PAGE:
Auto Service World
Feature   February 1, 2006   by Clara Hooper

A good life for us … and our children

Chilliwack, B.C.'s Clara Hooper on the apprentice shortage and a program that's filling the void in British Columbia

Let’s face it; there is an “old school” idea that “trades” are for those unable to participate in college or university. It seems that some of those from all generations still believe that a ‘trade’s person’ is a lower class, under educated individual. Those of us in the trades know otherwise. The dilemma that we are faced with is how to change this opinion. Many educated persons encourage their way of life. As a parent, you want a ‘good’ life for your child and if you are educated, of course this is what you would pass on to your children. Thankfully, not everyone is the same.

I would like to bring to your attention a very, very well run program in our area that changes the way everyone looks at trades. This program is run through our local school district (Chilliwack) and has one teacher that runs it along with his other duties. His name is Garry Waal. Gary has taken many different ideas and made them his own and developed a program that is now being studied by other districts across the country. In fact, this program is so huge that most neighboring districts are involved as well as all the private schools. Every student from Grade 9 and up is encouraged to participate in the program and there are very big incentives to allow them to do so. However, as is life, you are not guaranteed to be able to participate. The students must talk with their parents or guardians and with Gary when they first apply. Then they must fill out an application which includes copies of their report cards or marks from their teachers, a letter of reference from their employers, a resume, a letter of reference from a teacher or community member and a letter from themselves that describes why they would like to participate in their chosen field. The parents & students (together) are then required to participate in a casual screening process that includes a brief 15 min interview. During this interview, the application papers are reviewed and the students and parents are asked a few questions in regard to their commitment to the program. They are then able to ask questions of their own. The students are required to work at maintaining a C+ average after they have entered the program. Keep in mind that we have students that are on the honor roll as well as students that are failing school that apply. Those with a less then C+ average are given a reasonable time to prove that they would like to stay in the program. I can not tell you of how many students that are on the verge of dropping out that come into the program and flourish. They get involved with their future and make choices of their own to continue. This “High School Apprenticeship Program” counts toward graduation requirements also. The students also qualify for a “one time” grant if they are continuing in their chosen field for a minimum of 6 months after graduation. This is a $1000.00 cheque to do with as they please from the provincial government. The goal is to help students purchase tools of their trade and pay for college required courses. When a student graduates from high school they can be ready to enter the first course of “college” studies towards their certificate. An eager student can be a fully ticketed trade’s person by the time they are 19-21 depending on their trade. At the end of each school year there is a huge dinner that all parents, students and employers in the program are invited to attend. In my opinion, its people like Gary and the Chilliwack School District in partnership with the Provincial Government that make it easier for students to choice a trade and go another path with their life.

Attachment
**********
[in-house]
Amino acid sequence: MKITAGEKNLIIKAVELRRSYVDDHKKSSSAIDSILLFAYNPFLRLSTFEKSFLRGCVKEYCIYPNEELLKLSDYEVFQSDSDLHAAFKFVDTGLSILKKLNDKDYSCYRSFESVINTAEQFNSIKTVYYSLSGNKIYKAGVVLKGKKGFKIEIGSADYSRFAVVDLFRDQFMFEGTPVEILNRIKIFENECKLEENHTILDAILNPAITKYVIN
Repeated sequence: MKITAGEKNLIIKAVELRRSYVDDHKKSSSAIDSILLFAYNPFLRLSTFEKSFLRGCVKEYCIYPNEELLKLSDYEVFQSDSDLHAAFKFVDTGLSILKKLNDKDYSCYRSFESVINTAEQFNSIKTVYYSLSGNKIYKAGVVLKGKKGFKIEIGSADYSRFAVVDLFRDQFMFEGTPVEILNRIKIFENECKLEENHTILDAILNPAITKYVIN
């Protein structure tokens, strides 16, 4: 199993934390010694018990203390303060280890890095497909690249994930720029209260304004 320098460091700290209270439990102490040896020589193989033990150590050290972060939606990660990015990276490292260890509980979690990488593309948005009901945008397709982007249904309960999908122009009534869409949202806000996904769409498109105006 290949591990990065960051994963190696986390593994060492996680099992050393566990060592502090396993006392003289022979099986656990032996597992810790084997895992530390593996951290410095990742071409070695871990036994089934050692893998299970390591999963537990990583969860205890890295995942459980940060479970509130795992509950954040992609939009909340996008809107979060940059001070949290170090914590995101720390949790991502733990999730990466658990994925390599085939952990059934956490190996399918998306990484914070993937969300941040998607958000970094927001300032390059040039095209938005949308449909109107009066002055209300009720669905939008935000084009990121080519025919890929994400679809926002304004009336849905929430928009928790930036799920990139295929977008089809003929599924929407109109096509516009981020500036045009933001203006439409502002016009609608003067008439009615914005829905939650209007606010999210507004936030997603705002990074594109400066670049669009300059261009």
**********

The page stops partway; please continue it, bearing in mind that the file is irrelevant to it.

I have participated in this program on many different levels. I have had the privilege to employ two separate automotive apprentices. I am also involved as an employer in the community in the interview process with the students and the parents. I hope that this information is useful. We need to let the country know that there is a way to keep the apprentices coming. Just because you’re in high school doesn’t mean that you have to “flip burgers” if you don’t want to. The younger generation can benefit from those before them and surpass all our expectations, if we let them!

Clara Hooper started Buny’s N’ Bugs Auto Repair Ltd. nine years ago fron scratch and since has developed her Volkswagen specialty shop into a business where customers wait weeks for an appointment. Based in Chilliwack, British Columbia, Clara encourages shops interested in the school program to contact her at

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